Fortunately, we have fairly substantial evidence that Poe may have read a work by Reverend Joel Tyler Headley titled Letters from Italy (1845) in which Headley recounts an incident eerily similar to the central event of "The Cask of Amontillado," and, more important, facts suggest that Poe read parts or the whole of Letters from Italy. We know, for example, that one of Reverend Headley's Letters appeared in The Columbian Magazine in August, 1844, which also printed Poe's article "Mesmeric Revelation," and that Poe sent copies of this issue to at two friends.
Reverend Headley's account of an incident in San Giovanni, Italy, includes a victim, from the aristocratic class, being walled-up alive--later, dying of suffocation--for some transgression against a group of men who were also aristocrats. The original account in Letters from Italyindicates that, as the victim was almost covered up in the wall, "a stifled groan . . . and all was over."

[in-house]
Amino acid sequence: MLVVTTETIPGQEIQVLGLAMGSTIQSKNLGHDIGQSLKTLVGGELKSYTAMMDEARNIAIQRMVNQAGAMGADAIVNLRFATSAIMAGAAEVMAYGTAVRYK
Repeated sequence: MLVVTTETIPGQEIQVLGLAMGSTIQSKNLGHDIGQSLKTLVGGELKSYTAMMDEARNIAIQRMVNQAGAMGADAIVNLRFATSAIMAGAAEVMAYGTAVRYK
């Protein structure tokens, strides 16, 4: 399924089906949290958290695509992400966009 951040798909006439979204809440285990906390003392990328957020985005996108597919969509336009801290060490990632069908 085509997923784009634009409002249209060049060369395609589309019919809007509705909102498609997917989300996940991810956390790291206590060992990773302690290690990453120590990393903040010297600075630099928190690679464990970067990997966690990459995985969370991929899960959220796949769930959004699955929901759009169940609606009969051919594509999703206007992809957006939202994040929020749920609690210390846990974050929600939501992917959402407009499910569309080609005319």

That Headley's account inspired Poe is evident in the plot elements of "The Cask of Amontillado"--both Montresor and Fortunato are part of the aristocracy; one man has seriously offended the other; the punishment consists of being walled up in Montresor's catacombs; and the last thing Fortunato does is quietly jingle the bells on his jester's costume as he gives up all hope that Montresor will relent, very similar to the "stifled groan" in Headley's account.
The significant difference between the two is that Headley's account is straight-forward and unimaginative and lacks the gothic plot elements--the luring of Fortunato into the catacombs; getting Fortunato drunk; the fact that the Montresor family motto is about revenge--all of which create a sense of doom in Poe's story.